In 2011, in an effort to more efficiently and accurately capture pesticide use data, a new county-based reporting system, known as CalAgPermits, was created to streamline reporting procedures for pesticide users and upgrade data management capabilities of county departments of agriculture. It also helps county agricultural commissioner’s (CACs), issue restricted materials permits and provides an automated platform for validating and relaying pesticide use reports electronically to DPR.
Pesticide Use Reports
Pesticide reporting has been required in California since 1950. In 1990, California became the first state to require full reporting of agricultural pesticide use. Under the program, all agricultural pesticide use must be reported monthly to county agricultural commissioners, who in turn, report the data to DPR. DPR scientists use the PUR database to review changes in pesticide use. Pesticide use trend analyses can help agencies understand where efforts to promote reduced-risk pest management strategies are succeeding or failing. Information on long-term trends also helps researchers better identify emerging challenges and direct research attention to finding solutions.
The Role of the CAC and Permitting
Permits for pesticide use originated in Imperial County in 1931. The concept of restricted materials was enacted into law in 1950, incorporating permits as a general requirement at the State level. In 1976, the California Attorney General determined that the issuance of county permits was subject to requirements of the California Environmental Quality Act (CEQA) and therefore, required an environmental impact report (EIR) for the pesticide permit. The Restricted Materials Permit Program (RMPP) was developed as an alternative program to provide for an abbreviated environmental review procedure that serves as the “functional equivalent” to a full-scale EIR normally required by CEQA. Although the State and the CACs do not need to prepare an EIR, documentation of environmental impacts, mitigation measures, and alternatives are required. The RMPP was designed to meet these requirements. This program required the CACs to issue time specific and site specific permits for the agricultural use of restricted materials. California is the only state with such a pesticide permitting system. CACs are uniquely positioned to do this, with their extensive knowledge of both pesticides and local conditions. Requiring a permit allows CACs to make sure restricted pesticides users prevent harmful effects or use alternatives to the pesticide. determined that the issuance of county permits was Prior to the use of a restricted material, a notice of intent (NOI), must be sent to the CAC at least 24 hours before the scheduled application to provide CAC staff with an opportunity to evaluate the site before the application. CAC staff reviews NOI’s and can disallow the proposed application if conditions warrant or apply extra controls if needed. Additionally, the NOI affords CAC staff the ability to monitor the application as it is taking place.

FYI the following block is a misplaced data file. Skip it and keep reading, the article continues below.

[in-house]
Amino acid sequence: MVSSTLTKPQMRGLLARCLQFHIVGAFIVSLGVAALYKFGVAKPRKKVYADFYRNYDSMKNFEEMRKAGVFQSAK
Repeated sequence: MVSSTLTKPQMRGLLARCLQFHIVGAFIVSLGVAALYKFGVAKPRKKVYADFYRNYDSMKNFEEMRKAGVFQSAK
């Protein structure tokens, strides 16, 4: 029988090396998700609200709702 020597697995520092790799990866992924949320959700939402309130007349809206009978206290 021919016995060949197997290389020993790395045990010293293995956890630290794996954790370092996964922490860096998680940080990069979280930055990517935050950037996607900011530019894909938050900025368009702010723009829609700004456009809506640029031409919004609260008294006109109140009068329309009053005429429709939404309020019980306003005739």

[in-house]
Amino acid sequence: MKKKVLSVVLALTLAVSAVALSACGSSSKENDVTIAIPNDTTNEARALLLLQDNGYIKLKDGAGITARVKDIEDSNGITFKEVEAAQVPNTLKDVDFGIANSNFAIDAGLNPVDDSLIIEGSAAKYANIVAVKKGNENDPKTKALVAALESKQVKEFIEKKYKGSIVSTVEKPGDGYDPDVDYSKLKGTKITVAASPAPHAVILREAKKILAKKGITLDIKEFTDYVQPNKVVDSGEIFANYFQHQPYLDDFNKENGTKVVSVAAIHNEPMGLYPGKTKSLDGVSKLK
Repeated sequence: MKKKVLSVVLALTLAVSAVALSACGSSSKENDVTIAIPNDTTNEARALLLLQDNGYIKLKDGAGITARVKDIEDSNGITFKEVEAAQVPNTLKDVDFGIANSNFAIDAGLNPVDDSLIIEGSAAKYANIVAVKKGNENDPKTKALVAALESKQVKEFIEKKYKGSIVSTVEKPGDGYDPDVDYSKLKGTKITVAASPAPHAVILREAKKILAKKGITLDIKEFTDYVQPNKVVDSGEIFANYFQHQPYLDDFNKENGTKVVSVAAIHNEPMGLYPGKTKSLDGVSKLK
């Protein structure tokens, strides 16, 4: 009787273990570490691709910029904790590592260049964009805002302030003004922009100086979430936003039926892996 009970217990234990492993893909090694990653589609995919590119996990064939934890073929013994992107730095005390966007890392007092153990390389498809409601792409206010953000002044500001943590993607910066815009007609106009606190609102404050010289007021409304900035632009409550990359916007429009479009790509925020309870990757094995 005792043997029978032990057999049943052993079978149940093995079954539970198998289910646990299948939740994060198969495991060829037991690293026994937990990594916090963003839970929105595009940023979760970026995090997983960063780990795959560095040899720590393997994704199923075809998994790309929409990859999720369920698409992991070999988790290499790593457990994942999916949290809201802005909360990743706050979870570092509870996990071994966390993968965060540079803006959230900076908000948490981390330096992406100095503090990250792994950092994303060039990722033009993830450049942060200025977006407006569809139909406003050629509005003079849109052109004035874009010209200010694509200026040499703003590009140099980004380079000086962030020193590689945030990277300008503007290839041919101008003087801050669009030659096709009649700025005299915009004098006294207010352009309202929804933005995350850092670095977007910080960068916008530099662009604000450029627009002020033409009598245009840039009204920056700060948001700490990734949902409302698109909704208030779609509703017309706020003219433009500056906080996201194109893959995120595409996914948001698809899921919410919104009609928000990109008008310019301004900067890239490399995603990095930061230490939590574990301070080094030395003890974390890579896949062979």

CAC staff may conduct pre-application site monitoring if they decide that an on-site evaluation is needed to fully assess risk. If the CAC determines that a substantial risk is likely, the commissioner may deny the permit or issue it under the condition that applicators follow site-specific use practices (beyond the label and applicable regulations) to mitigate potential adverse effects.